The Plough Foundation, Memphis, TN
In 2012 the Plough Foundation of Memphis, TN, contacted the AdvantAge Initiative team to inquire about conducting the AdvantAge survey in Shelby County, TN, which includes Memphis and the surrounding suburbs. The Plough Foundation was interested in funding an aging-focused program in the community and wanted to get a sense of what the needs and priorities of older adults in Shelby County were. The AdvantAge Initiative team worked with Plough Foundation staff to customize the AdvantAge survey questionnaire to their needs, and Foundation leaders decided that the list-assisted, randomized telephone survey methodology was right for them.
The AdvantAge Initiative team engaged SSRS, a survey research company that has long conducted AdvantAge Initiative telephone surveys, to conduct the Shelby County survey. The survey of Shelby County residents aged 65+ was in the field from April 5 to May 1, 2012. SSRS oversampled households outside of Memphis and low-income households (less than $20,000 annually) in Memphis and outside of Memphis. A total of 551 surveys were completed, and survey findings were provided to the Plough Foundation.
In June 2012, Plough Foundation staff convened a meeting with a large group of community stakeholders to review the survey data and identify major issues. Four breakout groups were also organized, one for each of the four AdvantAge Initiative domains, and were asked to discuss the identified issues, including the impact of the issues on individuals and the community; assets already in hand to address the challenges; and barriers to success, as well as to brainstorm potential action steps to address the issues.
One of the issues that came to the fore was about the housing needs of low-income seniors in the community. The survey findings showed that there were significant housing disparities between those who had annual incomes under $20,000 and those with annual incomes $20,000 and above. In the first case (under $20,000), 54% of seniors own their homes and 40% rent, while among seniors who have higher incomes ($20,000 and above), 90% own their homes, while only 9% rent. In addition, the survey findings showed that there were significant needs to improve the housing stock of lower income elders. These findings also revealed racial and income disparities among those who said they needed major home repairs in order to remain in their residences. For example:
Translating these percentages into numbers, we estimated that nearly 9,000 lower income households with at least one older adult in Shelby County needed repairs or modifications to enable the older adults to age in place. Some of the residents said that they intended to make the needed repairs or modifications, but others said that they will not make the changes because they cannot afford to do so.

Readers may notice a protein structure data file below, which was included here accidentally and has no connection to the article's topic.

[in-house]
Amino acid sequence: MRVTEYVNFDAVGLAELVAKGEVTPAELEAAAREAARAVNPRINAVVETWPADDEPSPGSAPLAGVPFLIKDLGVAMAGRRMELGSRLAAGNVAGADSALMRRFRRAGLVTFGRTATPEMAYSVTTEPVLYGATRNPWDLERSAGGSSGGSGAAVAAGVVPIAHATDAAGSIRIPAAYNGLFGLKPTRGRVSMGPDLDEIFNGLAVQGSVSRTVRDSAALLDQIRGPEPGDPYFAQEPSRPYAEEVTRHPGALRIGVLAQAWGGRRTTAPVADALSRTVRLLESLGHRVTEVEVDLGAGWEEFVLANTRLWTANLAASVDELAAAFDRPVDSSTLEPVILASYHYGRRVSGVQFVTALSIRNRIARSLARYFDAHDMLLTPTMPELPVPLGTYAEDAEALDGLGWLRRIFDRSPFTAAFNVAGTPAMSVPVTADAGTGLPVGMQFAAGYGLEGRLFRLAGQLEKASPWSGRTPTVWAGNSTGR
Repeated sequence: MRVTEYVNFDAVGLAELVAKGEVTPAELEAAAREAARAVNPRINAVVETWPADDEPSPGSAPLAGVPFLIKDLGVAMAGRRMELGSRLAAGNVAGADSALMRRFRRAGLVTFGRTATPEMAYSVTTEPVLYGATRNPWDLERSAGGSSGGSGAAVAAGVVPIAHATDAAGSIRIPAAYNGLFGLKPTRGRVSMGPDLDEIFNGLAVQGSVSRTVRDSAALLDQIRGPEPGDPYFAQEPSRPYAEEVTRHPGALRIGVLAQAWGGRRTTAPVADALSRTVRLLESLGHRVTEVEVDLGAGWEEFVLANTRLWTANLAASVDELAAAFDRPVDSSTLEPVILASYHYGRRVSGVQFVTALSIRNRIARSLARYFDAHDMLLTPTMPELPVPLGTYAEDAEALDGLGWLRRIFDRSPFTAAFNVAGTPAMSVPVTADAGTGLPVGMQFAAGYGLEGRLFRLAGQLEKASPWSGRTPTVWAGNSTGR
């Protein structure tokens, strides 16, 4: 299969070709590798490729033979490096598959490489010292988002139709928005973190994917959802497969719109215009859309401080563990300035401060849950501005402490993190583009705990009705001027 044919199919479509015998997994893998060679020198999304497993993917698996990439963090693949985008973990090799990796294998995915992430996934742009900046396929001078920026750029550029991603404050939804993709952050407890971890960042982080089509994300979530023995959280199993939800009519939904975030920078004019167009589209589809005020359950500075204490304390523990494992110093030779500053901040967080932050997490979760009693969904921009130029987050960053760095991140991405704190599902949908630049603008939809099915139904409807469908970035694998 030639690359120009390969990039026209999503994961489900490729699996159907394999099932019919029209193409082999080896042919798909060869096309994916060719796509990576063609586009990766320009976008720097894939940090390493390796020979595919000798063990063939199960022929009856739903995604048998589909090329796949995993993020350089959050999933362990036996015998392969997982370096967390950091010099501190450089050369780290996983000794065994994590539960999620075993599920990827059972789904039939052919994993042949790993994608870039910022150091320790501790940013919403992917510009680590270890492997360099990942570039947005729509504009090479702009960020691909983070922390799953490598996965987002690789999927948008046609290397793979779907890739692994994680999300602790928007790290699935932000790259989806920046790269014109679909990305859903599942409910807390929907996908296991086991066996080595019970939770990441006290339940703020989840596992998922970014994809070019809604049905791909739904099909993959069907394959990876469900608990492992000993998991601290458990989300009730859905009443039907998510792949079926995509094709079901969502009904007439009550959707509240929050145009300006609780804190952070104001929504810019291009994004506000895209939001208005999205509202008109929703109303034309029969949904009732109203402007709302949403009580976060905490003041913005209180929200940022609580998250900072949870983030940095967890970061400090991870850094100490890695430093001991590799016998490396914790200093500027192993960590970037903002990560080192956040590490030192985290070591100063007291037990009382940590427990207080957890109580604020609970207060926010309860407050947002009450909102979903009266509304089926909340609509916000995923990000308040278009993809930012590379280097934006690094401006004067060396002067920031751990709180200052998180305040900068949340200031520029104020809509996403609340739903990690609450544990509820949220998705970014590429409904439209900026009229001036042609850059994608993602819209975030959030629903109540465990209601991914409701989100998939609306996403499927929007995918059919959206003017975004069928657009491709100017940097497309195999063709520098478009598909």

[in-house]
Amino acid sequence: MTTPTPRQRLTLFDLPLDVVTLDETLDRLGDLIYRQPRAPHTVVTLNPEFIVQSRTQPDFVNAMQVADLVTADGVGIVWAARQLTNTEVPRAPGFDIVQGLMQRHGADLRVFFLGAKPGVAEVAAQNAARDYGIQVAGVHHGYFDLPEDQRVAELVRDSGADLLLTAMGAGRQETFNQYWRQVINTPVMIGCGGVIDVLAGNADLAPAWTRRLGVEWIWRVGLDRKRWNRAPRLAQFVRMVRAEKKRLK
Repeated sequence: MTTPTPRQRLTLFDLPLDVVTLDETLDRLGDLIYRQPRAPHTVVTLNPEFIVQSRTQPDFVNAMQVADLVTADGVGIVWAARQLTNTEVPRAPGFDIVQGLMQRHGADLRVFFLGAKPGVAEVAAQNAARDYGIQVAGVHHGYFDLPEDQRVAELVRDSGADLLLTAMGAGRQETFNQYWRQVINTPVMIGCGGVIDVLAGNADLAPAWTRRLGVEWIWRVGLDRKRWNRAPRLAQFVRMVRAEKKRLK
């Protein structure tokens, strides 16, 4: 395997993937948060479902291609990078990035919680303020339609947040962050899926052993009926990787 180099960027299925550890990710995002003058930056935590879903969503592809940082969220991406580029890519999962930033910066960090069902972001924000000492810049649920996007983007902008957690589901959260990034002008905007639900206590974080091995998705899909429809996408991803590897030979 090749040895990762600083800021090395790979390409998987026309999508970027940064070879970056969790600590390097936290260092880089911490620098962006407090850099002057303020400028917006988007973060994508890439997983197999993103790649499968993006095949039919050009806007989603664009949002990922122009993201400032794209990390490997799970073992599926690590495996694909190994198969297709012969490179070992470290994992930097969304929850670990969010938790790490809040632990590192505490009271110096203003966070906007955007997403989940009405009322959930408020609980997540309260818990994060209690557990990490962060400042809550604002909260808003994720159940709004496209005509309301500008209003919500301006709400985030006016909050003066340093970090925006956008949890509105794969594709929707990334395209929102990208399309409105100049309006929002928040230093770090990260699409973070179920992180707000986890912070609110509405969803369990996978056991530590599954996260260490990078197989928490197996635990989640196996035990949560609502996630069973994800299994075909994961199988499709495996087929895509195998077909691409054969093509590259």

In an article in Washington Monthly, Rick Masson, the Executive Director of the Plough Foundation, explains why the Plough Foundation decided to take on home repair and modification for older adults as a signature program of the Foundation:
“The potential for impact coupled with the incredible need made it clear that a significant investment was needed [to repair and modify homes], and in November 2014, our board awarded a $3.9 million dollar grant to launch the Aging in Place Program, an unprecedented collaborative effort between Habitat for Humanity of Greater Memphis, Service Over Self and Memphis Light, Gas & Water. This program provides accessibility improvements, mobility modifications, weatherization enhancements and critical home repairs crucial to helping seniors live in their homes longer and retain their independence. The program serves low-income homeowners age 60 or older – or households with a senior residing full-time in the home – who are current on their taxes and mortgage.”
In an update provided by Katie Midgley, Director of Research and Evaluation at the Plough Foundation, between the start of the program and the end of April, 2017:
- Work was completed or in process on 364 homes
- 92% are satisfied with the work the contractors have done and 95% would recommend the Aging in Place program to others who need help
- 85% of clients have seen reductions in their monthly utility bills; 75% of AIP clients are saving between $20 and $50 per month; and 25% are saving $50 or more
- Almost 40% of clients believe that they would have had to move out of their homes in the next three years if they had not received help. Many of these said that they would have had to move into an assisted living facility or nursing home.
- The Foundation has been able to leverage an additional $1,737,500 to support the continuation of the Aging in Place program in Shelby County, and have hired additional staff in order to continue their successful, client-centered work
Interestingly, though not surprisingly, after working on homes and observing the conditions under which many seniors live:
"Habitat saw a need for a social worker to direct seniors to an extended network of services outside of our program’s expertise and scope. She has provided referrals, developed a resource manual for clients, churches and community centers, and served as the connection to wraparound services we did not initially foresee.”
Read the full report here
We look forward to more updates as this Aging in Place initiative continues.
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